Open access reading for World Architecture Day

Posted on October 02, 2023 by Margie Coughlin

It's World Architecture Day! Celebrate with us by delving into the latest open access books on architecture theory and practice.

As political polarisation undermines confidence in the shared values and established constitutional orders of many nations, it is imperative that we explore how parliaments are to stay relevant and accessible to the citizens whom they serve. The rise of modern democracies is thought to have found physical expression in the staged unity of the parliamentary seating plan. However, the built forms alone cannot give sufficient testimony to the exercise of power in political life.

Parliament Buildings edited by Sophia Psarra, Uta Staiger, and Claudia Sternberg, brings together architecture, history, art history, history of political thought, sociology, behavioural psychology, anthropology and political science to raise a host of challenging questions. How do parliament buildings give physical form to norms and practices, to behaviours, rituals, identities and imaginaries? How are their spatial forms influenced by the political cultures they accommodate? What kinds of histories, politics and morphologies do the diverse European parliaments share, and how do their political trajectories intersect?

This volume offers an eclectic exploration of the complex nexus between architecture and politics in Europe. Including contributions from architects who have designed or remodelled four parliament buildings in Europe, it provides the first comparative, multi-disciplinary study of parliament buildings across Europe and across history.

Seen through the distilling lens of the architectural model, Lisa Moffitt's Architecture’s Model Environments is a novel and far-reaching exploration of the many dialogues buildings have with their environmental surroundings. Expanding on histories of building technology, the book sheds

Architecture's Model Environments Lisa Moffitt

new light on how physical models conventionally understood as engineering experimentation devices enable architectural design speculation.
The book begins with a catalogue of ten original model prototypes – of wind tunnels, water tables and filling boxes – and is the first of its kind to establish an architectural approach to fabricating such environmental models. Subsequent chapters feature three precedent models that have been largely overlooked within the wider oeuvres of their authors: French polymath Étienne-Jules Marey’s 1900-2 wind tunnels, Hungarian-American architects Victor and Aladár Olgyay’s 1955-63 thermoheliodon, and Scottish chemist and building ventilation expert David Boswell ‘The Ventilator’ Reid’s 1844 test tube convection experiments.

Moving between historic moments and the present day, between case studies and original prototypes, the book reveals the potent ability for models, as both physical artefacts and mental ideals, to reflect prevailing cultural views about the world and to even reshape those views. Fundamentally, Architecture’s Model Environments illustrates how environmental models reveal design insights across scales from the seam (that leaks) to the body (that feels) to the building (that mediates) to the world (that immerses).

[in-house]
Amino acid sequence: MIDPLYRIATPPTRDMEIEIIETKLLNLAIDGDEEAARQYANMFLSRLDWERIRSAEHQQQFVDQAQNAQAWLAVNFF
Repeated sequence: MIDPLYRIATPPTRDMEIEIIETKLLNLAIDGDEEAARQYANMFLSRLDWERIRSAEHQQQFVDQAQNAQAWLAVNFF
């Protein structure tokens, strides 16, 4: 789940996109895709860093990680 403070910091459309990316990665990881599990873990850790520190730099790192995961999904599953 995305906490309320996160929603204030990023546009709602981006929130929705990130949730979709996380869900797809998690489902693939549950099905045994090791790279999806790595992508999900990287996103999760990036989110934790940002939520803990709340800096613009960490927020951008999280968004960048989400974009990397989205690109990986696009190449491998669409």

Refinement and enrichment of surfaces in stone, wood and plaster is a fundamental aspect of early modern architecture which has been marginalised by architectural history.

Enriching Architecture edited by Christine Casey and Melanie Hayes, aims to retrieve and rehabilitate surface achievement as a vital element of early modern buildings in Britain and Ireland. Rejected by modernism, demeaned by the conceptual ‘turn’ and too often reduced to its 
representative or social functions, we argue for the historical legitimacy of creative craft skill as a primary agent in architectural production. However, in contrast to the connoisseurial and developmental perspectives of the past, this book is concerned with how surfaces were designed, achieved and experienced.
The contributors draw upon the major rethinking of craft and materials within the wider cultural sphere in recent years to deconstruct traditional, oppositional ways of thinking about architectural production. This is not a craft for craft’s sake argument but an effort to embed the tangible findings of conservation and curatorial research within an evidence-led architectural history that illuminates the processes of early modern craftsmanship. The book explores broad themes of surface treatment such as wainscot, rustication, plasterwork, and staircase embellishment together with chapters focused on virtuoso buildings and set pieces which illuminate these themes.
Previous Next
Scroll to top